[ aws . efs ]



Creates a mount target for a file system. You can then mount the file system on EC2 instances by using the mount target.

You can create one mount target in each Availability Zone in your VPC. All EC2 instances in a VPC within a given Availability Zone share a single mount target for a given file system. If you have multiple subnets in an Availability Zone, you create a mount target in one of the subnets. EC2 instances do not need to be in the same subnet as the mount target in order to access their file system. For more information, see Amazon EFS: How it Works .

In the request, you also specify a file system ID for which you are creating the mount target and the file system’s lifecycle state must be available . For more information, see DescribeFileSystems .

In the request, you also provide a subnet ID, which determines the following:

  • VPC in which Amazon EFS creates the mount target

  • Availability Zone in which Amazon EFS creates the mount target

  • IP address range from which Amazon EFS selects the IP address of the mount target (if you don’t specify an IP address in the request)

After creating the mount target, Amazon EFS returns a response that includes, a MountTargetId and an IpAddress . You use this IP address when mounting the file system in an EC2 instance. You can also use the mount target’s DNS name when mounting the file system. The EC2 instance on which you mount the file system by using the mount target can resolve the mount target’s DNS name to its IP address. For more information, see How it Works: Implementation Overview .

Note that you can create mount targets for a file system in only one VPC, and there can be only one mount target per Availability Zone. That is, if the file system already has one or more mount targets created for it, the subnet specified in the request to add another mount target must meet the following requirements:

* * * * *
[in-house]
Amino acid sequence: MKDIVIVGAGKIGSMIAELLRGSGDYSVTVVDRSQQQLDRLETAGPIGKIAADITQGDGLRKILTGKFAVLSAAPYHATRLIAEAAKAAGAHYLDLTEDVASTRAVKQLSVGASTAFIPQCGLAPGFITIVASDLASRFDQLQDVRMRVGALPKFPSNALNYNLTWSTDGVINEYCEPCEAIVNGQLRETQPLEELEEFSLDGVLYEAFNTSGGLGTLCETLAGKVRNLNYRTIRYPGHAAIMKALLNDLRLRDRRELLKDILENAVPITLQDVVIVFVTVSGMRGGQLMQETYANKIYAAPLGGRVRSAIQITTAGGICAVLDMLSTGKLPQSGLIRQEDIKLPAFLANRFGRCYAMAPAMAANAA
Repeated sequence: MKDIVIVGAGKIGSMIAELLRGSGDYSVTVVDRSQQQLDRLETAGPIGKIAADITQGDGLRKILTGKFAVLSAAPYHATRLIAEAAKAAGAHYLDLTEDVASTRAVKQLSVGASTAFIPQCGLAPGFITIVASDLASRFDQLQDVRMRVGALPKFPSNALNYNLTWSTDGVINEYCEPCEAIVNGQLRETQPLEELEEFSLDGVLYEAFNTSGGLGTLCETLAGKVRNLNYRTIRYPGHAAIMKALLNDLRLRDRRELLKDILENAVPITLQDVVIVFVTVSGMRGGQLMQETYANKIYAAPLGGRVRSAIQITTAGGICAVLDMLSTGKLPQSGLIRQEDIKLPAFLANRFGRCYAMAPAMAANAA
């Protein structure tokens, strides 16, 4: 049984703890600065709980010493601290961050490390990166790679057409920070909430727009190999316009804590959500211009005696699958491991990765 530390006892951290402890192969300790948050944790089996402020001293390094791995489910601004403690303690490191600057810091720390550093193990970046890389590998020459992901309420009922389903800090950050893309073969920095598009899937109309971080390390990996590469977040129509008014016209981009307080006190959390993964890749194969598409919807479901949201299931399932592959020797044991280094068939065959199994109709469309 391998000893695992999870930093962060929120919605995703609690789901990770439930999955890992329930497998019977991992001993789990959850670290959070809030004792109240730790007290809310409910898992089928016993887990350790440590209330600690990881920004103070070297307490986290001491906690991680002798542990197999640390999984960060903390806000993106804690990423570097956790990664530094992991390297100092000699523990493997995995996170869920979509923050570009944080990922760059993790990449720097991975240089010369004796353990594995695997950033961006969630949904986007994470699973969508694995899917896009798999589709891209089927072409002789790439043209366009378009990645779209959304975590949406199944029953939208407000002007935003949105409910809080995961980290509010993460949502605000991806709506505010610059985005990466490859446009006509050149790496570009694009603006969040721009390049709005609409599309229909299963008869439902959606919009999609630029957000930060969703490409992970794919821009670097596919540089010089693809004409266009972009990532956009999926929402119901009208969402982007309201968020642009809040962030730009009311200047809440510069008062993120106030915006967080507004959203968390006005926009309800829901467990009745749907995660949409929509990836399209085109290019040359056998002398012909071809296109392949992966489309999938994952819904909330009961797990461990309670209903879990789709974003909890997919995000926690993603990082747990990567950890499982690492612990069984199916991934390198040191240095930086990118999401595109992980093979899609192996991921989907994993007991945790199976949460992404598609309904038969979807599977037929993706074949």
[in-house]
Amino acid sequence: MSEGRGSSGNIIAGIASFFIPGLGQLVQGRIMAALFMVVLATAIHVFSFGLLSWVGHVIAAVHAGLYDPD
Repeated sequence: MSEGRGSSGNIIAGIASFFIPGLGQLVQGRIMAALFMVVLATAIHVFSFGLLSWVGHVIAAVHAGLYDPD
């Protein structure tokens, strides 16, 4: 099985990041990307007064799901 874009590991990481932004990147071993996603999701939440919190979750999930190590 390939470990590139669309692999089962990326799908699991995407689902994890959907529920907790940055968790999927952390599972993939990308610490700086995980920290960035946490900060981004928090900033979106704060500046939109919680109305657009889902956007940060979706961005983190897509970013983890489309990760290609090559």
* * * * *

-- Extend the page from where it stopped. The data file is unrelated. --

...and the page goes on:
• Must belong to the same VPC as the subnets of the existing mount targets

  • Must not be in the same Availability Zone as any of the subnets of the existing mount targets

If the request satisfies the requirements, Amazon EFS does the following:

  • Creates a new mount target in the specified subnet.

  • Also creates a new network interface in the subnet as follows:

    • If the request provides an IpAddress , Amazon EFS assigns that IP address to the network interface. Otherwise, Amazon EFS assigns a free address in the subnet (in the same way that the Amazon EC2 CreateNetworkInterface call does when a request does not specify a primary private IP address).

    • If the request provides SecurityGroups , this network interface is associated with those security groups. Otherwise, it belongs to the default security group for the subnet’s VPC.

    • Assigns the description Mount target *fsmt-id* for file system *fs-id* `` where `` *fsmt-id* `` is the mount target ID, and `` *fs-id* `` is the ``FileSystemId .

    • Sets the requesterManaged property of the network interface to true , and the requesterId value to EFS .

Each Amazon EFS mount target has one corresponding requester-managed EC2 network interface. After the network interface is created, Amazon EFS sets the NetworkInterfaceId field in the mount target’s description to the network interface ID, and the IpAddress field to its address. If network interface creation fails, the entire CreateMountTarget operation fails.


The CreateMountTarget call returns only after creating the network interface, but while the mount target state is still creating , you can check the mount target creation status by calling the DescribeMountTargets operation, which among other things returns the mount target state.